What is psychometric property? What are the psychometric properties in research instruments or tests? This article answers these questions. Also, it differentiates reliability and validity in relation to the preparation of research instruments. Further, the article gives tips on how to reduce the items in the questionnaire for greater administration efficiency.
One of the most difficult parts in research writing is when the instrument’s psychometric properties are scrutinized or questioned by your panel of examiners. Psychometric properties may sound new to you, but they are not actually new.
To avoid this unnecessary anxiety, you need to arm yourself with a good knowledge and understanding of psychometric property. This understanding will help you out in developing good research instruments.
The knowledge you gain from reading this article will give you the confidence about this area of the research process.
Psychometric Property Defined
Psychometric property is the aptness of a test or research instrument that seeks to measure human characteristics to understand complex human behavior.
Does the research instrument measure what it intends to measure? Or is it producing spurious data that will cause researchers to make wrong conclusions?
Standardized tests have undergone checks on these properties while for researcher-made questionnaires, these properties need to be satisfied at the very least. Researchers must ensure that their tests adhere to good research practices through pilot-testing and iterative processes that incorporate the essential psychometric properties.
The psychometric properties of a test are broadly defined into two:
- its reliability, and
- its validity.
In simple words, psychometric properties refer to the reliability and validity of the instrument. So, what is the difference between the two?
Reliability refers to the consistency while validity refers to the test results’ accuracy. An instrument should accurately and dependably measure what it ought to measure. Its reliability can help you have a valid assessment; its validity can make you confident in making a prediction.
I’ll explain these two psychometric properties in more detail by describing how the instrument’s reliability and validity are determined and interpreted in the next section.
Two Psychometric Properties in Research Instrument Development
How can you say that your instrument is reliable?
Although there are many types of reliability tests, what is more usually looked at is the internal consistency of the test.
When presenting the results of your research, your panel of examiners might look for the results of the Cronbach’s alpha or the Kuder-Richardson Formula 20 computations. If you cannot do the analysis by yourself, you may ask a statistician to help you process and analyze data using a reliable statistical software application such as Gnumeric or the ubiquitous MS Excel.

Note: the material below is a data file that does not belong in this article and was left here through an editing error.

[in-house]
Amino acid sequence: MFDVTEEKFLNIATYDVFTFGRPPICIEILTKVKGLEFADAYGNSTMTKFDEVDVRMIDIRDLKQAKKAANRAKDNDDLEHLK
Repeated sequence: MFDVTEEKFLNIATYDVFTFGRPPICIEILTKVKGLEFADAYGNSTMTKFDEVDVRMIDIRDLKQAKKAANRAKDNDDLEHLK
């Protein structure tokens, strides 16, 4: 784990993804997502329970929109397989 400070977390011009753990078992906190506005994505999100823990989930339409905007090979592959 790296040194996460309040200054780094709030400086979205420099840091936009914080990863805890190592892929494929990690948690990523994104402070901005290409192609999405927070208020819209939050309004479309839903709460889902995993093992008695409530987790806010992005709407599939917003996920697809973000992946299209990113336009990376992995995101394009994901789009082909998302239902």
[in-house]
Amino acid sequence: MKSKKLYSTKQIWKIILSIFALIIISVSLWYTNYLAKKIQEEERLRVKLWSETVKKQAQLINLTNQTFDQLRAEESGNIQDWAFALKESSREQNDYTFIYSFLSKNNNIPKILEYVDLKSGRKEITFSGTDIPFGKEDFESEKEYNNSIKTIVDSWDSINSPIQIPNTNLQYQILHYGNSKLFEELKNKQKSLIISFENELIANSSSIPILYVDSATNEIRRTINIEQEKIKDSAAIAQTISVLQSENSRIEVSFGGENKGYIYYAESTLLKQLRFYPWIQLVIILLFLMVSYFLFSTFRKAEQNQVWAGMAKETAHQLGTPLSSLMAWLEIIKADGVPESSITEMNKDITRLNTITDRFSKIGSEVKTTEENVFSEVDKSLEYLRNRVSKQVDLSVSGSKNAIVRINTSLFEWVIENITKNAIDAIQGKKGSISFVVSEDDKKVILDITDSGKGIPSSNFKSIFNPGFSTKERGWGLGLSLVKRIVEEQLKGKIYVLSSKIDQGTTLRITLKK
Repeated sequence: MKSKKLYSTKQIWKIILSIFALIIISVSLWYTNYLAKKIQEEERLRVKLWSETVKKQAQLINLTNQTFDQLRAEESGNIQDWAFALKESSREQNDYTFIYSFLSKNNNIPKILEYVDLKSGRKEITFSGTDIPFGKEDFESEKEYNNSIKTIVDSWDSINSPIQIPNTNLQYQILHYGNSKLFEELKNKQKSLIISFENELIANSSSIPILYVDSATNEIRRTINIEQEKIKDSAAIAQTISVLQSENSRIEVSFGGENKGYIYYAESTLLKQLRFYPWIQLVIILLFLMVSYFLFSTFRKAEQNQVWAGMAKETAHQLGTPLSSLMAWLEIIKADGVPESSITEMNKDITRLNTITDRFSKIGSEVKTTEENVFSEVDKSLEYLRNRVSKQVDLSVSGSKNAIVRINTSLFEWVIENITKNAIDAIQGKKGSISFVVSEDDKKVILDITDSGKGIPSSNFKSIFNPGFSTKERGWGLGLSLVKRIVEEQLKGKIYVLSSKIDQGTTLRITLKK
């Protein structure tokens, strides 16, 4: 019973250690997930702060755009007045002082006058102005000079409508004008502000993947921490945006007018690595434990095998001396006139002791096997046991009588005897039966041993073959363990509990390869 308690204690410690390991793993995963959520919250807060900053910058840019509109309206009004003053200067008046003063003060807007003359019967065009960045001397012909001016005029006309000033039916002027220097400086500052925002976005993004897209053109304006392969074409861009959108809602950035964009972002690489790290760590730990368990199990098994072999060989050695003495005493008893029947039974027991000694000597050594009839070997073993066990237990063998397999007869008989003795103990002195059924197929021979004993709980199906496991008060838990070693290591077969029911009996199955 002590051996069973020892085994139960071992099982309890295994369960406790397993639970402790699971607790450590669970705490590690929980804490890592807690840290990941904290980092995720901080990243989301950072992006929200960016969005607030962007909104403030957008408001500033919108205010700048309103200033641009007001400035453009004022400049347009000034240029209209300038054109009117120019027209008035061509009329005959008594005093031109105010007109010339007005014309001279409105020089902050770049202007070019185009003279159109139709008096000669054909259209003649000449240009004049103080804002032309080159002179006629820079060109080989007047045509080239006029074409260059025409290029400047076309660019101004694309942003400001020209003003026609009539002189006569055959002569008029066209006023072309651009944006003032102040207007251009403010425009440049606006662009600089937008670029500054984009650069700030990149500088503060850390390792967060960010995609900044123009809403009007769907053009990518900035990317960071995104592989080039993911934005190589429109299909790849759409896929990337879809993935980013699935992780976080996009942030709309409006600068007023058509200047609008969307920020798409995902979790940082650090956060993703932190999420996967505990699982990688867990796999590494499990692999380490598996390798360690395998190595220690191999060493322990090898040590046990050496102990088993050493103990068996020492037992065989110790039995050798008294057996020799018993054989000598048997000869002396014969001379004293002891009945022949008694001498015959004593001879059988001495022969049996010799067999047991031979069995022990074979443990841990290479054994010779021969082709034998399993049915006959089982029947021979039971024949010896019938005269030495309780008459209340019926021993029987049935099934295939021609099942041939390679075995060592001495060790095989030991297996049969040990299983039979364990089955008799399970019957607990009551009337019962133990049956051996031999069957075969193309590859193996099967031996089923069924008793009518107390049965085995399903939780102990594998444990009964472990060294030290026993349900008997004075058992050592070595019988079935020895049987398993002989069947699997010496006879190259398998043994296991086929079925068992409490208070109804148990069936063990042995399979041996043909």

But if your intention is to determine the inter-correlations of the items in the instrument and if these items measure the same construct, Cronbach’s alpha is suggested.
I describe Cronbach alpha in more detail in the next section.
Cronbach’s alpha measures how closely related the items are in the research instrument—its internal consistency or reliability. Internal consistency refers to how the test items that measure the same construct reliably do so. Constructs are ideas or theories that are not easily observable such as fear, anxiety, or attitude.
If the value of Cronbach’s alpha is high, i.e., 0.75 to more than 0.90, that means that the scale used is reliable (Table 1).
Table 1. Cronbach’s alpha coefficient and interpretation.
|α ≥ 0.90
|0.7 ≤ α < 0.9
|0.6 ≤ α < 0.7
|0.5 ≤ α < 0.6
|α < 0.5
Take note, however, that you cannot just accept the value of Cronbach’s alpha blindly. You need to confirm this reliability measure with another test to check whether the scale that you used in the test or survey is unidimensional. Exploratory factor analysis is one such method.
Cronbach’s alpha can be written as a function of the number of test items and the average inter-correlation among the items. Below, for conceptual purposes, we show the formula for the Cronbach’s alpha:
where N is equal to the number of items,
c̄ is the average inter-item covariance among the items, and
v̄ is equal to the average variance.
If you increase the number of test or survey items, Cronbach’s alpha increases. Further, low alpha values result if the correlation of the average test or survey items is low.